Apr 21st 2010 Issue
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Wholesaling Tea Pt 4: Grocery

Charles Cain - Apr 21st 2010

Adagio's latest packaging for grocery

Adagio's discontinued tea bag packaging

Adagio's loose tea packaging

The US Wholesale Tea Business is a fascinating niche business characterized by an incestuous supply chain and an irrational focus on everything BUT product quality. In this series I'll attempt to unpack a few basic truths about the wholesale tea business that every entrepreneur should learn before either becoming a tea wholesaler or buying from a wholesaler.

In Part 1 I covered the industry at a high level. In Part 2 I covered sourcing, storing and blending teas. Part 3 focused on sales to independent retailers and specialty shops. In Part 4 I will share some of our experience with sales into Grocery and large retail channels. Part 5 will cover sales to food-service and hospitality operations.

This is a huge and complicated business, but I'll do my best to cut it into a few bite sized concepts to get you started.

Company Stability is a key criterion of large buyers. New companies or brands pop up (and go out of business) all of the time, and serious buyers have learned to avoid unproven products. Adagio has exhibited at quite a few of the large national and regional trade shows for many years as we've worked to establish our brand in the minds of the buyers and convince them we're here to stay. In some cases, we pitched our products to buying committees once a year for several years before they decided to give us a shot.

Buying Shelf Space is an option for those who don't have a few years to establish your brand and convince the industry you are for real. Each grocer/retailer handles this a little differently. Some, like Whole Foods, never sell shelf space (but are also very hard to get into). With others, it would not be uncommon to pay $5,000 per SKU to put your packaged tea products on the shelf for one year. A collection of five different teas would then cost you $25,000, multiplied by the number of retail/grocery partners you work with.

Shelf-Ready Packaging is an absolute pre-requisite. If your in compliance with all of the FDA's Packaging Guidelines, you're dead in the water. As importantly, your packaging has to be extremely professional. I had a conversation a few years back with a buyer from Whole Foods who said that the customer selects their tea based on two criteria: packaging and price point. They do not know or understand quality, do not recognize the majority of the brands, and do not pay attention to the quantity of tea in the package. MOST customers will chose the best looking package that is $5 or less (or $10 or less in some gourmet stores).

Competitive Price Points are absolutely critical. While there are definitely tea drinkers that will pay $15 or more for a 4 ounce package of loose tea, those consumers are not likely to buy their tea in the grocery store. Grocery store tea drinkers are MUCH more price sensitive. Based on looking at the loose tea shelf at a high end grocery store, one might conclude that the more expensive teas sell reasonably well. In many cases that's not the case. Remember, just because a product is on the shelf does NOT mean it sells. The wholesaler may have purchased that shelf space, or the grocer may keep it in-stock to stretch the price points (retailers often carry a few expensive products to make others appear less expensive by comparison and move the "middle" up the price ladder). In some cases 80% of the sales volume may go to 20% of the products on the shelf!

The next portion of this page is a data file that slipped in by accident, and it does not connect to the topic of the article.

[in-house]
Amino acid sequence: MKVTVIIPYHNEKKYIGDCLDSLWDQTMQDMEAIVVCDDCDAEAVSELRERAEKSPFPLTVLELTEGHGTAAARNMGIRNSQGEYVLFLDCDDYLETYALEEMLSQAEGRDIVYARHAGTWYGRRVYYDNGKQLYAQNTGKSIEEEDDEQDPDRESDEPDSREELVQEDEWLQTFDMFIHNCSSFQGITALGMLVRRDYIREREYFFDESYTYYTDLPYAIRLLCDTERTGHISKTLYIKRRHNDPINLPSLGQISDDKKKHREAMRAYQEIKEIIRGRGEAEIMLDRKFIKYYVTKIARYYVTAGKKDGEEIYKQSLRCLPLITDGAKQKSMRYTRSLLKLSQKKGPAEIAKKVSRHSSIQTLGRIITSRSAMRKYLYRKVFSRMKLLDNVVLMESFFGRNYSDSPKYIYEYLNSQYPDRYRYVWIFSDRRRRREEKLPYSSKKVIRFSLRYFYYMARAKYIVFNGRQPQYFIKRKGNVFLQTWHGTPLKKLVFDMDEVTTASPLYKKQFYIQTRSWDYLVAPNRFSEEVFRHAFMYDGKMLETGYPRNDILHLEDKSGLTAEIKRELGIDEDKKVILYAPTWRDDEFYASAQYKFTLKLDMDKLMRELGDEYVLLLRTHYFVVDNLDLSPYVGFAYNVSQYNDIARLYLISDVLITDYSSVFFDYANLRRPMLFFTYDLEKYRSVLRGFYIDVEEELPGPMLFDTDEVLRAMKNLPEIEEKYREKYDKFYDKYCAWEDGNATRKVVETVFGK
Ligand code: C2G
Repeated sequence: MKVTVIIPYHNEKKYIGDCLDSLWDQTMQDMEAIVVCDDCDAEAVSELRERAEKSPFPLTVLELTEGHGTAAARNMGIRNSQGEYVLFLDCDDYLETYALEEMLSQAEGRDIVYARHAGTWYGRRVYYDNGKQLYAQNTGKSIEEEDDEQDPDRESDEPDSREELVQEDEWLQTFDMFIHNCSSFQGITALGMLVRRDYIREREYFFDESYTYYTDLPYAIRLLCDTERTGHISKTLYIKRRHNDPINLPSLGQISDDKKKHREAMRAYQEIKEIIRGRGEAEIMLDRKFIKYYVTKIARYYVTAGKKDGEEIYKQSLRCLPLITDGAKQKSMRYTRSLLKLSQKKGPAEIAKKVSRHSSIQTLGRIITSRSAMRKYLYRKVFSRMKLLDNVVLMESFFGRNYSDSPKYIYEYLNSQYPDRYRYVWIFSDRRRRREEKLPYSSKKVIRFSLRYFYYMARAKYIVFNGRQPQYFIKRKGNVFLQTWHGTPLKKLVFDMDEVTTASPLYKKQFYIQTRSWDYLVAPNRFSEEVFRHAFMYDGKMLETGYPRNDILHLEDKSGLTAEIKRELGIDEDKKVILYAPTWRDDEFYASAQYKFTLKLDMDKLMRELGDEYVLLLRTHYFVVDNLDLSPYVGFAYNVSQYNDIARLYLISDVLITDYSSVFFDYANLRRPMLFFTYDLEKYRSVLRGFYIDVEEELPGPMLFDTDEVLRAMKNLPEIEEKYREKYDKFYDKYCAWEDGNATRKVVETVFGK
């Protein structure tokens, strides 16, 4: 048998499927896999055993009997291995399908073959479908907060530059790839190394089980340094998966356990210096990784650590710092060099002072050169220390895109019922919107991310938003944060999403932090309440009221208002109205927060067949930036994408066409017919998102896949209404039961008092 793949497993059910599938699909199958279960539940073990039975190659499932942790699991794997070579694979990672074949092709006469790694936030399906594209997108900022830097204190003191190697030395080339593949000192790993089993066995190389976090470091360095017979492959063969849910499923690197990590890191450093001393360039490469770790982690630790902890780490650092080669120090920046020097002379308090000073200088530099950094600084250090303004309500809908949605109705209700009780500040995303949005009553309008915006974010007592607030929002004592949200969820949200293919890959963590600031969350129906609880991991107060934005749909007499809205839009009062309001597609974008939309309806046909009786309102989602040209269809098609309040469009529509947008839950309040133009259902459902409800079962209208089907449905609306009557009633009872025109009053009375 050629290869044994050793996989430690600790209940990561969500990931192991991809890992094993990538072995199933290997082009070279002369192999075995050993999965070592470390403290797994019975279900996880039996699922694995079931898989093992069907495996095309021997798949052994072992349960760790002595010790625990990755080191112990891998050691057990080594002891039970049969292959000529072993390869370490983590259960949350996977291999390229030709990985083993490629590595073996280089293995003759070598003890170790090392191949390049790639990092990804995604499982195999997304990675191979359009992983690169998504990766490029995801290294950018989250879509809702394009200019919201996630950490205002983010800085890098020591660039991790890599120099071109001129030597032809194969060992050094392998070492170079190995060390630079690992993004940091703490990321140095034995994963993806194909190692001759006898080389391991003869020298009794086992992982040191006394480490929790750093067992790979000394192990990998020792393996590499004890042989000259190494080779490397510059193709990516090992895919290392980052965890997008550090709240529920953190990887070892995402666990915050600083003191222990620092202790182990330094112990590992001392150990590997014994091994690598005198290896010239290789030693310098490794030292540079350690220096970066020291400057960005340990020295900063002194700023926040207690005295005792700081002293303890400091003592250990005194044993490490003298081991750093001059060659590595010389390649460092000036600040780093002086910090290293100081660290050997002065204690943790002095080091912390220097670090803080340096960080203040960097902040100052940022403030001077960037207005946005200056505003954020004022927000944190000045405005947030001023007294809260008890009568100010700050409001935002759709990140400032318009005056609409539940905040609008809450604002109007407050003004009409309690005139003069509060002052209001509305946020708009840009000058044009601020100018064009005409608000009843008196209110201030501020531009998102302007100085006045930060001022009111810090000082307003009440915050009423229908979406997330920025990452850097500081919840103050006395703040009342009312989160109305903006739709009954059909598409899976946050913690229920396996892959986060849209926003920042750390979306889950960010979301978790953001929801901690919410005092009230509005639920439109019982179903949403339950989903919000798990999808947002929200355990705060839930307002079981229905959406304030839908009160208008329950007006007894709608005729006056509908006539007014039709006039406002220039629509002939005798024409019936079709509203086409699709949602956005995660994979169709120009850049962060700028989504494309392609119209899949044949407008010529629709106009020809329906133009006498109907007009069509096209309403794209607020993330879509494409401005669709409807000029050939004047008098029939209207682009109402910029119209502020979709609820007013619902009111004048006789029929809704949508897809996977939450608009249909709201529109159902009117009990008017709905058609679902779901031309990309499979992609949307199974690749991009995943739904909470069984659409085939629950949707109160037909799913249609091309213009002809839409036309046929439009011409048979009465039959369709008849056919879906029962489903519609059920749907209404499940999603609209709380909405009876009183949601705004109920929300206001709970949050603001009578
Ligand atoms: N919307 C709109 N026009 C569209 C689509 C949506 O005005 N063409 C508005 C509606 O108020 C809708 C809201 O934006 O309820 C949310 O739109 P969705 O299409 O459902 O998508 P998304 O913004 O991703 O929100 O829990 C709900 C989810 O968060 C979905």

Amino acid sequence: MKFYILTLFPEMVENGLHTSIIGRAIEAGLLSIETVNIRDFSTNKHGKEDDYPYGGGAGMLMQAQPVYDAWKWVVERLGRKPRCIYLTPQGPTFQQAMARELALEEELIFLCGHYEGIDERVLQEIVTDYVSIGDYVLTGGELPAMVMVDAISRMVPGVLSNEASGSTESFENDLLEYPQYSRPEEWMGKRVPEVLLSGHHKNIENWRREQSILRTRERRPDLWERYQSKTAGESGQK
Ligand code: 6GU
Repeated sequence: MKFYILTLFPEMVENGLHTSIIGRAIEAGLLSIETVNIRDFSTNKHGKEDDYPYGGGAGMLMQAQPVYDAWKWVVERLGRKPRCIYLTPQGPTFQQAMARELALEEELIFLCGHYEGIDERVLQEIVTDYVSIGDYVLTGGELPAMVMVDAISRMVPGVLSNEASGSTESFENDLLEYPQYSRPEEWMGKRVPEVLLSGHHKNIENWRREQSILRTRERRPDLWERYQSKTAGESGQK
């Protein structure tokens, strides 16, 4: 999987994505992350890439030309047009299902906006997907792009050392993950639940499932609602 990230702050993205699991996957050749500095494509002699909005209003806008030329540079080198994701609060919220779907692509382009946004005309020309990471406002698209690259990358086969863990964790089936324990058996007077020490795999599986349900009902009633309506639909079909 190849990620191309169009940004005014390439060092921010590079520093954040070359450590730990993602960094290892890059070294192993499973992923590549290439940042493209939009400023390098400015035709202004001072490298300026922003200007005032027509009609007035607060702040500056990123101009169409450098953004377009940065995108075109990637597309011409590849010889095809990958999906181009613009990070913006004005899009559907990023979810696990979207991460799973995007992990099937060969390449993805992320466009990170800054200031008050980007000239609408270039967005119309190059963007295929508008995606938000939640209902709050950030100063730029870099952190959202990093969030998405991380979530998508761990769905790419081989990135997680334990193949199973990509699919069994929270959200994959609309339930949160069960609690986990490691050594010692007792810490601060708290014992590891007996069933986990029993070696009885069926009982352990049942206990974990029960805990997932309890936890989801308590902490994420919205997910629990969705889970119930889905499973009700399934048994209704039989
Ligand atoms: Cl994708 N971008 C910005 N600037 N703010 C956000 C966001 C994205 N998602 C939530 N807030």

Adagio originally went after the Grocery market with boxes of 15 pyramid tea bags ($6 to $10 MSRP) and 4 oz tins of loose tea ($10 to $24 MSRP). While not terrible, the results were not what we had hoped for. Our Grocery partners suggested that if our goal is to reach a meaningful sales volume, we need to find a way to get our price point down to $5. I wrote an Packaging and Pricing for Wholesale on this challenge and how we solved it.

Distributors are another key element to the Grocery and Large Retail supply chain. Because they do not want to be buying from hundreds of small vendors, many grocers and retailers purchase a good portion of their product assortment from one of the large national or regional distributors. This reduces the burden on you for warehousing, fulfillment and customer service, but also eats heavily into your margins.

Brokers are another important piece of the puzzle. While many brokers are very expensive and will represent a wide range of products in addition to yours, a good broker will already know the key decision makers and can gain you almost immediate audience with top buyers. Many of the larger buyers would be completely overwhelmed by offers and proposals from small brands looking to get on the shelves, and so use the brokers as a way to filter out those who are not serious or not ready. A broker won't jeopardize their reputation by representing a company that is not ready. Hiring a good broker is a sign that you have arrived. But buyer beware. A broker will take your money with no guarantee of success. Choose carefully.

Summary. At the end of the day, the opportunities for meaningful revenues and profits selling tea into Grocery and Large Retail remain limited primarily to very large tea wholesalers with deep pockets. You will find specialty brands on the shelves, but the presence of the product does NOT mean that they are profitable or that their business model is sustainable given current buying patterns among the bulk of tea drinkers in the US. This is a fine strategy for a small company looking to gain exposure, but the speed of adoption and sales results will likely be less than you expect.

Adagio Teas